Mazharul Islam, writer and folklorist, resigned as the chief of the National Book Foundation (NBF) on Monday citing the upcoming change in federal government as the main reason for his decision to quit.
Islam was appointed as NBF’s managing director (MD) in April 2009 by the Pakistan Peoples Party government and his contract was extended in 2012 for a further two years. “There are no special reasons for my resignation,” he told The Express Tribune. “Since I was appointed as a contractual employee by the previous government, I decided new people should get a chance.”
Islam, who is the author of 10 books including a novel, said he sent his resignation to the cabinet secretary on Monday. The resignation is yet to be accepted.
He was the second literary personality to head the NBF, established by the government in 1972 to provide affordable books to the public and to promote both book reading and the publishing industry. The famous poet late Ahmed Faraz was Islam’s predecessor.
During his three year-tenure, Islam helped revive the performance of the struggling organisation. He began new projects such as a mobile book library, subsidised book stalls at railway stations, the “Prisoners’ Free Minds Book Club” in three jails and book clubs in 10 remote areas including Tharparkar. The NBF’s Book Ambassador programme, which involved famous writers and actors such Intezar Husain and Qavi Khan to promote book reading among the public, also started under Islam’s time in office.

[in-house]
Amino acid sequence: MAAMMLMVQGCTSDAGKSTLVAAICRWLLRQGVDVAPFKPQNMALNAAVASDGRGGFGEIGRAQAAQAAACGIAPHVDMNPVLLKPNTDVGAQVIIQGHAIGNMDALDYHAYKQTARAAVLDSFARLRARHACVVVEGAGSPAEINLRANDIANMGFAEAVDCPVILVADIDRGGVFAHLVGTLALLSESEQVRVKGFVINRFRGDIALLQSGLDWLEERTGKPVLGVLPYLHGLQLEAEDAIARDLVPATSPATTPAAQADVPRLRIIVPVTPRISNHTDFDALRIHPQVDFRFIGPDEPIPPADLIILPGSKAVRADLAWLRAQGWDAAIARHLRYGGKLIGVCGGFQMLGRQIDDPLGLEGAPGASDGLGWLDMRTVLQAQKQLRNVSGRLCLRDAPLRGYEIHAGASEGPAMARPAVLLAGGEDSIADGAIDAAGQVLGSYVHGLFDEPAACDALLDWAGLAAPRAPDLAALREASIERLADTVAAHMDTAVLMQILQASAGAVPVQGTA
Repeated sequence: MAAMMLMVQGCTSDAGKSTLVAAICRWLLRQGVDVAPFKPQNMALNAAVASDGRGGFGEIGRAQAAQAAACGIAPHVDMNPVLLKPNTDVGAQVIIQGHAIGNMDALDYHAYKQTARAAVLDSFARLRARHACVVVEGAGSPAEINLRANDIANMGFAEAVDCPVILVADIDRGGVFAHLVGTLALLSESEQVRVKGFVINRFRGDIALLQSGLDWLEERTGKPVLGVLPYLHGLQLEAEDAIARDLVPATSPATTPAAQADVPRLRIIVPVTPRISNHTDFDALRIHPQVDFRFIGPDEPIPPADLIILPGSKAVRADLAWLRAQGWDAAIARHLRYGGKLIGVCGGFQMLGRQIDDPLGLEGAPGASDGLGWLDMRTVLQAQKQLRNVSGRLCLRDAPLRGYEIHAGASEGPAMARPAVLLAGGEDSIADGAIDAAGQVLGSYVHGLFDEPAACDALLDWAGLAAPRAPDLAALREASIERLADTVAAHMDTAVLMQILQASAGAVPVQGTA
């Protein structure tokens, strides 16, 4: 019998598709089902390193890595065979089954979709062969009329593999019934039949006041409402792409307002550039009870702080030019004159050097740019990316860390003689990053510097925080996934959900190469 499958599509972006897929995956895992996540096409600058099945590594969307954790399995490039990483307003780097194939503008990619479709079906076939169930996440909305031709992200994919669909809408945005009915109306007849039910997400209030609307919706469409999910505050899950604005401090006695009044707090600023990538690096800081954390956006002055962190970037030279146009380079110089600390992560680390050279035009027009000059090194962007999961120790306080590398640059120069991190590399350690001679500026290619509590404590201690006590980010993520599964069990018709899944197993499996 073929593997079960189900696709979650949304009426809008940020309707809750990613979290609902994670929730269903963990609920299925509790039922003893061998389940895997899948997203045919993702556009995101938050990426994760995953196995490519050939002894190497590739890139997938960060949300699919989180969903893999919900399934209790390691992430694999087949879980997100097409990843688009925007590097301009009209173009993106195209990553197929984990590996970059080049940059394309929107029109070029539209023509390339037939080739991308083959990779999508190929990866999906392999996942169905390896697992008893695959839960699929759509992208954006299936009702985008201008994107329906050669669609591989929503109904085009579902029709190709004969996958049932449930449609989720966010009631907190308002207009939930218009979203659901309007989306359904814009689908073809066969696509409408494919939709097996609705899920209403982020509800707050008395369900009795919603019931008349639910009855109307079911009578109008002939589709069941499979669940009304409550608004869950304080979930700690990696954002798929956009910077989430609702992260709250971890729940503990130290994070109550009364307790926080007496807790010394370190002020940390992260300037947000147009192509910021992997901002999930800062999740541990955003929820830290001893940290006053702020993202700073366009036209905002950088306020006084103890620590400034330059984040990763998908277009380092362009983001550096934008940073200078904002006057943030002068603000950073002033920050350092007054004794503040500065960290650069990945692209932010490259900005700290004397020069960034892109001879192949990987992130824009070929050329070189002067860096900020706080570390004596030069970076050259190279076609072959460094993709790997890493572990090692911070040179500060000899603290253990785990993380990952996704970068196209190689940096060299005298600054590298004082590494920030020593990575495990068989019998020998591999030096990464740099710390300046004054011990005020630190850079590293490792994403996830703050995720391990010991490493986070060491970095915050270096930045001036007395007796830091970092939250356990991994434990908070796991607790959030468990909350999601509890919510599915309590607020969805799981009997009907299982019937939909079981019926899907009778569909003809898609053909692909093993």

Islam also got former premier Yousuf Raza Gilani’s approval to build a book museum, which is under construction at the NBF building in the capital. He also started the tradition of National Book Day, which was first held on April 22 last year. The 2013 National Book Day celebrations included a book fair, activities for children and reading sessions where famous writers read from their books and discussed their writing with the audience.
Islam said once his resignation is accepted, he would work on a book of short stories. But he also has a special project in mind. “I want to form folklore societies for children so those who do not have access to heritage museums can also get an opportunity to learn about Pakistan’s folk history and cultural heritage,” he said.
Poet Amjad Islam Amjad, who is also a book ambassador, appreciated the work done by Islam. “I think he did a great job in reviving an institution that had become dormant,” Amjad said. “The credit for organising the National Book Day and for the enthusiasm it generated among the public must go to Islam and his team.”
Published in The Express Tribune, May 21st, 2013.